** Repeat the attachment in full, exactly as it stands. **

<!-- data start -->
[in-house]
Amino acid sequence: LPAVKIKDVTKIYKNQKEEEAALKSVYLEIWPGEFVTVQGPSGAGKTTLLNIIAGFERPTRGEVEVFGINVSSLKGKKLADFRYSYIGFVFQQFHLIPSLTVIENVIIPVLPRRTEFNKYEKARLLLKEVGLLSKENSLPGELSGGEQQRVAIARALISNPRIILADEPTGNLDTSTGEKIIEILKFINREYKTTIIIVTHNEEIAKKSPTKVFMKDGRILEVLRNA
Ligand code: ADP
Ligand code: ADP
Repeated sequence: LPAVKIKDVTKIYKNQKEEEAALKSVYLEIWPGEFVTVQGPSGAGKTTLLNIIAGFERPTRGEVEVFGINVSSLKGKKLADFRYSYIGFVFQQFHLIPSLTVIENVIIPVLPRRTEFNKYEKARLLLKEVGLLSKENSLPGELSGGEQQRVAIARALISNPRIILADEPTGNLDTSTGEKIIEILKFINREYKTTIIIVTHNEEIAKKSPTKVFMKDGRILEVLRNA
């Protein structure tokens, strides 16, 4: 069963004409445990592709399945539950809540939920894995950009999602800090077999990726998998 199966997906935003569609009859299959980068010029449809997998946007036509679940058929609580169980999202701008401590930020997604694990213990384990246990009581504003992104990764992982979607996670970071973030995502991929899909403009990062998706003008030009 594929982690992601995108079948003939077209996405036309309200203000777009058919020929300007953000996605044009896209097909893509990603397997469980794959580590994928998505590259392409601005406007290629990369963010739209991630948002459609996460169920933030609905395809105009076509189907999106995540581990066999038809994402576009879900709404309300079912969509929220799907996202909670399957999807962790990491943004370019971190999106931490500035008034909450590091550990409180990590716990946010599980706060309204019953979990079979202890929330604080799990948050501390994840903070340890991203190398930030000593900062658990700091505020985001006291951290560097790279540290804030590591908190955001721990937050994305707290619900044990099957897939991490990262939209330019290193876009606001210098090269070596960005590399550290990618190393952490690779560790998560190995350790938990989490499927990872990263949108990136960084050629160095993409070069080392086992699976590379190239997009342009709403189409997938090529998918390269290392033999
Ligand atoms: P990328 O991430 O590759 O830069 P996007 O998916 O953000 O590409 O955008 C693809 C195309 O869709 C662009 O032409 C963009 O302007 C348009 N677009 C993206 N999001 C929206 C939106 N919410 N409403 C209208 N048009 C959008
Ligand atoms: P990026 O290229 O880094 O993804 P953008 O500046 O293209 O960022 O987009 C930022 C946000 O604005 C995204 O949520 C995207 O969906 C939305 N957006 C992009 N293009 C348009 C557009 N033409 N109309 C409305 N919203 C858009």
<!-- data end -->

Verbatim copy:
[in-house]
Amino acid sequence: LPAVKIKDVTKIYKNQKEEEAALKSVYLEIWPGEFVTVQGPSGAGKTTLLNIIAGFERPTRGEVEVFGINVSSLKGKKLADFRYSYIGFVFQQFHLIPSLTVIENVIIPVLPRRTEFNKYEKARLLLKEVGLLSKENSLPGELSGGEQQRVAIARALISNPRIILADEPTGNLDTSTGEKIIEILKFINREYKTTIIIVTHNEEIAKKSPTKVFMKDGRILEVLRNA
Ligand code: ADP
Ligand code: ADP
Repeated sequence: LPAVKIKDVTKIYKNQKEEEAALKSVYLEIWPGEFVTVQGPSGAGKTTLLNIIAGFERPTRGEVEVFGINVSSLKGKKLADFRYSYIGFVFQQFHLIPSLTVIENVIIPVLPRRTEFNKYEKARLLLKEVGLLSKENSLPGELSGGEQQRVAIARALISNPRIILADEPTGNLDTSTGEKIIEILKFINREYKTTIIIVTHNEEIAKKSPTKVFMKDGRILEVLRNA
């Protein structure tokens, strides 16, 4: 069963004409445990592709399945539950809540939920894995950009999602800090077999990726998998 199966997906935003569609009859299959980068010029449809997998946007036509679940058929609580169980999202701008401590930020997604694990213990384990246990009581504003992104990764992982979607996670970071973030995502991929899909403009990062998706003008030009 594929982690992601995108079948003939077209996405036309309200203000777009058919020929300007953000996605044009896209097909893509990603397997469980794959580590994928998505590259392409601005406007290629990369963010739209991630948002459609996460169920933030609905395809105009076509189907999106995540581990066999038809994402576009879900709404309300079912969509929220799907996202909670399957999807962790990491943004370019971190999106931490500035008034909450590091550990409180990590716990946010599980706060309204019953979990079979202890929330604080799990948050501390994840903070340890991203190398930030000593900062658990700091505020985001006291951290560097790279540290804030590591908190955001721990937050994305707290619900044990099957897939991490990262939209330019290193876009606001210098090269070596960005590399550290990618190393952490690779560790998560190995350790938990989490499927990872990263949108990136960084050629160095993409070069080392086992699976590379190239997009342009709403189409997938090529998918390269290392033999
Ligand atoms: P990328 O991430 O590759 O830069 P996007 O998916 O953000 O590409 O955008 C693809 C195309 O869709 C662009 O032409 C963009 O302007 C348009 N677009 C993206 N999001 C929206 C939106 N919410 N409403 C209208 N048009 C959008
Ligand atoms: P990026 O290229 O880094 O993804 P953008 O500046 O293209 O960022 O987009 C930022 C946000 O604005 C995204 O949520 C995207 O969906 C939305 N957006 C992009 N293009 C348009 C557009 N033409 N109309 C409305 N919203 C858009």